61st Sapporo Yuki Matsuri- Odori site

14 02 2010

Odori Park in the middle of Sapporo runs along about 12 blocks and was filled with snow statues.

We started at block 11 and looked at all the International Snow Sculptures. 15 teams from around the world competed in the 37th contest, including teams from very non-snow countries like Thailand, Indonesia and Singapore. NZ was represented, but no Australia.

Indonesia’s snow statue was a detailed Hanoman Duta.

Block 12 held small snow sculptures made by the citizens of Sapporo. Unfortunately they had lost some of their detail and melted in parts (they had been made a week earlier) but it was still fun to walk past all the cute statues, like mameshiba (edamame and other little beans) and rilakuma (relax bear). Also here was an International Food Stall area with America’s offering being spam burgers and a combined Greek-Mexican stall.

The first huge snow statue we saw was Chibimaruko-chan in block 11. Standing at about 15m high, the statue was of characters from the popular TV show about school children in class 4.

The next block contained a statue of the Hokkaido Nippon Ham Fighters Victory Parade. The Ham Fighters are Hokkaido’s baseball team that won the Pacific League last year. As the guide book said “It was very glad news for Hokkaido in which a too bright topic was not located. It is a top of Japan this year.”

Block 8 contained the Baekje Royal Palace of Korea large snow sculpture. The sculpture was of the centre palace (Junggungjeon) and measured 18m high, 25m wide and 330 m2 area inside. It took 4500 tons of snow from 750 6-ton dump trucks of snow, with  3,900 people working 29 days to make it.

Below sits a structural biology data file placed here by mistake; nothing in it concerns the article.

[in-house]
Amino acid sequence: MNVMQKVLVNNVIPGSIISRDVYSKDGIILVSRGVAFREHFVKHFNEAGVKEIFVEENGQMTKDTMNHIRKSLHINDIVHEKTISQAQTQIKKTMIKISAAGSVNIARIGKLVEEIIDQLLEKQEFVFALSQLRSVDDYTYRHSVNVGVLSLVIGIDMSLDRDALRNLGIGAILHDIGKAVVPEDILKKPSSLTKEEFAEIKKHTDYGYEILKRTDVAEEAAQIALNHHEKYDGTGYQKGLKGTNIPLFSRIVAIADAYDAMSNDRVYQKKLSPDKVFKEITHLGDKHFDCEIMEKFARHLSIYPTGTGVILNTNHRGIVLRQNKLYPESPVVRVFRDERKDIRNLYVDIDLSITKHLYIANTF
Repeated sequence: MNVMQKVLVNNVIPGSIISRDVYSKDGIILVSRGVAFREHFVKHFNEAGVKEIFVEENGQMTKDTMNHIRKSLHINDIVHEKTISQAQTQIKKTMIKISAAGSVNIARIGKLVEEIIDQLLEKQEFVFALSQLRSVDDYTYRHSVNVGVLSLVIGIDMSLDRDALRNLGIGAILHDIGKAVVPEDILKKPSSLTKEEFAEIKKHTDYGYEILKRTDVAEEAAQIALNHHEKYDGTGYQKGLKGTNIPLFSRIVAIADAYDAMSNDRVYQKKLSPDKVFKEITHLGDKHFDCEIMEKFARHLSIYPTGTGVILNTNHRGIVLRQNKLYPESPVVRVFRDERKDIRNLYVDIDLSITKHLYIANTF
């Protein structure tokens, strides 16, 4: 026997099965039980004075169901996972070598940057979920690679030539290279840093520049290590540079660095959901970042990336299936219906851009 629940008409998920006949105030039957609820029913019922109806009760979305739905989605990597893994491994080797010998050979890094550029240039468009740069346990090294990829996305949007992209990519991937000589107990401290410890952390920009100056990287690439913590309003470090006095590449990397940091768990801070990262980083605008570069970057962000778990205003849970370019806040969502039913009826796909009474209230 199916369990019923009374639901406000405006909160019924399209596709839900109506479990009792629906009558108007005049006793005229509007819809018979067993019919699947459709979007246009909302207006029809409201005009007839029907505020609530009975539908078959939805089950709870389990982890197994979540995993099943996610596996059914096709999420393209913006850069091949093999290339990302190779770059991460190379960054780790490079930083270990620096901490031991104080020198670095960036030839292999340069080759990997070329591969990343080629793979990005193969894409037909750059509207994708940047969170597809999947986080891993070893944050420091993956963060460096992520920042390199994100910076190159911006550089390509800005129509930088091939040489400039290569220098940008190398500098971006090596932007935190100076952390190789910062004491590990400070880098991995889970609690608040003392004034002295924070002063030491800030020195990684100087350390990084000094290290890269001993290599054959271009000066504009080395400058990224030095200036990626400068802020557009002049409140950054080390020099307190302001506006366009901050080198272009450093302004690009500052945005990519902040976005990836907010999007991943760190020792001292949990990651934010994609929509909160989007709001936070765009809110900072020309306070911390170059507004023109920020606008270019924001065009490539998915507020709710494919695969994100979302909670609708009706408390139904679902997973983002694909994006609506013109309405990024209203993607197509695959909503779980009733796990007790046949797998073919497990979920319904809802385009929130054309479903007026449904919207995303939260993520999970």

Block 7 contained the Dresdner Frauenkirche from Dresden, Germany. It was built in 1722 and is considered a prime example of European baroque architecture. However, it was bombed during the war and only recently rebuilt in 2005. The snow statue was 26m high, 28m wide, involved 439 trucks of snow and 4730 sculptors.

Next up in block 5 was the Iolani Palace from Honolulu, Hawaii. It was an ice sculpture that was lit up at night time. When we went past there was a rock band playing in shorts and t-shirts even though the temperature was well below 0.

At the same time as the rock concert on the Iolani palace stage, there were young girls singing pop songs karaoke style on the “The Place Where Dreams Come True” stage – yes, a disney snow sculpture advertising disney sea and land.

There was an impressive large snow scuplture on block 4 of “The Zoo of the northland” with white bears, a snow leopard, penguins, orangutan, wolves and a Steller’s Sea Eagle.

Opposite the animals was a snowboard jump platform. Throughout the day they had competitions were boarders (and skiiers) jumped off the 24m jump and did tricks.

Down to block 2 where there was another large ice sculpture of winter sports – skiing, snowboarding, ski jumps and ice hockey. As the brochure says, “expressed movement that the throb feeling overflows in the background in which nature in Hokkaido was imaged with the relief of ice.” I couldn’t have said it better myself.

During the day a girl played Michael Jackson songs on a synthesizer inside a polygonal glass bubble whilst wearing silver gogo boots in front of the statue.

Finally, in front of the Sapporo TV tower, was an ice skating rink. What fun!